Understanding the recent Mortgage Rule Changes
The Government of Canada, like a Dad trying to teach their 12 year old kid about saving, has made more changes to the Canadian Mortgage rules, whether you wanted them to or not.
These rules are unlikely to affect you dramatically if you already own your home, though for those struggling to purchase their first home it will likely have an impact on you, especially those in the BC Lower Mainland and Toronto.
First thing to remember is that these changes only impact high ratio mortgages in Canada, so anything where someone has less that 20% down payment or equity in their home. For those with more than 20%, what we call “conventional” mortgages, the changes will not impact on you whatsoever.
Let’s review the rule changes that are effective July 9th:
- Maximum amortization of 25 years (lowered from 30). This is going to hurt those that were on the edge of qualifying for their purchase due to debt service ratios. As an example, on a $300,000 mortgage, the difference between a 25 year amortization and a 30 year works out to $153 more per month for the 25 year.
- Maximum purchase price for less than 20% down purchases is now $1 million (no limit previously). This will have some impact on those in the most expensive areas of the country like Vancouver’s West side, where even a basic family home can reach into the $1 million range.
- Maximum Refinance Loan to value lowered to 80% (from 85% previously), this will not affect many Canadians, though it could mean less will be able to pay off more expensive means of credit like credit cards and Line of credits through debt consolidations.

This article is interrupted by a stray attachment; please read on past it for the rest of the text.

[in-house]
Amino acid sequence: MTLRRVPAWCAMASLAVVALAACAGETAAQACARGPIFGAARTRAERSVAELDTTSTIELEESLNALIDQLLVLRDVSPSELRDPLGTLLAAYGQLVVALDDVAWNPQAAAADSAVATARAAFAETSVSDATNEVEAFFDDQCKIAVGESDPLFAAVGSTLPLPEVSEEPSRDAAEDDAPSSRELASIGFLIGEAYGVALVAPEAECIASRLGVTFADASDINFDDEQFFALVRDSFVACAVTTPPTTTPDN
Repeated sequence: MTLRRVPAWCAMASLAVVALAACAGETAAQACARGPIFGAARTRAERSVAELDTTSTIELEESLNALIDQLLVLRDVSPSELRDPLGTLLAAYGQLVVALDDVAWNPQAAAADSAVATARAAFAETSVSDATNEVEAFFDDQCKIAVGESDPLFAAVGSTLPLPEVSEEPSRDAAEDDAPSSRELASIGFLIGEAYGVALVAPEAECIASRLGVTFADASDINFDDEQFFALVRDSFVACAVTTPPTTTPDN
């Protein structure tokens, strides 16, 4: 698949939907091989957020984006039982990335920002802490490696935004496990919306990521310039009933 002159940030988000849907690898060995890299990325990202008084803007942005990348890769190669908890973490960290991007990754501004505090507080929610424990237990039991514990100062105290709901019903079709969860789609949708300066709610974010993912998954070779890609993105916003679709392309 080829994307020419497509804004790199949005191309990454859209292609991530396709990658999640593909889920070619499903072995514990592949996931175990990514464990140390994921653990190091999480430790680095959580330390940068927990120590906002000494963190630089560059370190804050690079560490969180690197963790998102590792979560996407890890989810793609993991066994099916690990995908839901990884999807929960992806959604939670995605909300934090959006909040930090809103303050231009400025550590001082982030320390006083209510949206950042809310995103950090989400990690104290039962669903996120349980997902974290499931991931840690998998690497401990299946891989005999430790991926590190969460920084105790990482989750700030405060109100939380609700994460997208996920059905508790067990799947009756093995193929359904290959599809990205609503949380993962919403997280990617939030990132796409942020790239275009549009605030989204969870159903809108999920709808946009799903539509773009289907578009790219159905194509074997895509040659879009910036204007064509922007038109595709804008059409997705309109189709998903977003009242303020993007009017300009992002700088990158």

- Maximum Debt Service Ratio Limit changes:
- For clients with beacon scores less than 680 the maximum Gross Debt Service ratio (GDS) cannot exceed 35%. The Total Debt Service (TDS) cannot exceed 42%
- For clients with beacon scores equal to or greater than 680 the maximum Gross Debt Service ratio (GDS) cannot exceed 39%. The Total Debt Service (TDS) cannot exceed 44%
These rules while changed officially, were pretty much in force with most lenders already, so will not be noticed for the most part.
While none of these are extremely dramatic changes, they will affect certain groups of Canadians, and in my opinion, were not needed.
Like previous changes made, the Government has allowed those with existing high ratio mortgages to continue onwards, though if people wish to add funds to their mortgages, they will have to follow the new rules for qualifying.
What this points out again, is that the “good old days” of easier qualifying for mortgages from 2007 and before are gone. With all of the issues the world has seen in credit and risk over the past 5 years, it probably makes sense as a whole, to make those with more risk pay more for their credit, though sometimes it is a bitter pill to swallow. Expect that in the next few years as the pendulum swings, it is going to be harder than before to get a mortgage. Your credit score, your income that shows on your T4 or notice of assessment from Canada Revenue Agency and the amount you are putting down (the more the better) will all be very important to your chances of qualifying.
If you have any specific questions, please feel free to ask me or my team at anytime.
Thanks and have a great summer!
Michael Anthony Lloyd